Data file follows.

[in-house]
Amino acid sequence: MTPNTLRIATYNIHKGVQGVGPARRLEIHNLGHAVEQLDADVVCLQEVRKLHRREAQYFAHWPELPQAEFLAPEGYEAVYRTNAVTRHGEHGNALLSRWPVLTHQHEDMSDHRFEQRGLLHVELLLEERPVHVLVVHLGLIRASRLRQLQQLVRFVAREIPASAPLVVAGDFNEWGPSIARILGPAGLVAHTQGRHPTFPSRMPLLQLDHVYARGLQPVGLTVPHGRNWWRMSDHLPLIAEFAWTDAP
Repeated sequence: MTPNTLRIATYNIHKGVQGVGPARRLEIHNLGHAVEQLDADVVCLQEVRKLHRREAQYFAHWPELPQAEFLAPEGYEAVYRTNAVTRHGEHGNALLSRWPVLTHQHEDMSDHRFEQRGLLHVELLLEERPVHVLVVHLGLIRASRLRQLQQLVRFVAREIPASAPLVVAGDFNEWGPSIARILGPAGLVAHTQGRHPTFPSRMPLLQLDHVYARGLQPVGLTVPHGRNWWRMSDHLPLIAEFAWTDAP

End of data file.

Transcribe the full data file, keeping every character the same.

[in-house]
Amino acid sequence: MTPNTLRIATYNIHKGVQGVGPARRLEIHNLGHAVEQLDADVVCLQEVRKLHRREAQYFAHWPELPQAEFLAPEGYEAVYRTNAVTRHGEHGNALLSRWPVLTHQHEDMSDHRFEQRGLLHVELLLEERPVHVLVVHLGLIRASRLRQLQQLVRFVAREIPASAPLVVAGDFNEWGPSIARILGPAGLVAHTQGRHPTFPSRMPLLQLDHVYARGLQPVGLTVPHGRNWWRMSDHLPLIAEFAWTDAP
Repeated sequence: MTPNTLRIATYNIHKGVQGVGPARRLEIHNLGHAVEQLDADVVCLQEVRKLHRREAQYFAHWPELPQAEFLAPEGYEAVYRTNAVTRHGEHGNALLSRWPVLTHQHEDMSDHRFEQRGLLHVELLLEERPVHVLVVHLGLIRASRLRQLQQLVRFVAREIPASAPLVVAGDFNEWGPSIARILGPAGLVAHTQGRHPTFPSRMPLLQLDHVYARGLQPVGLTVPHGRNWWRMSDHLPLIAEFAWTDAP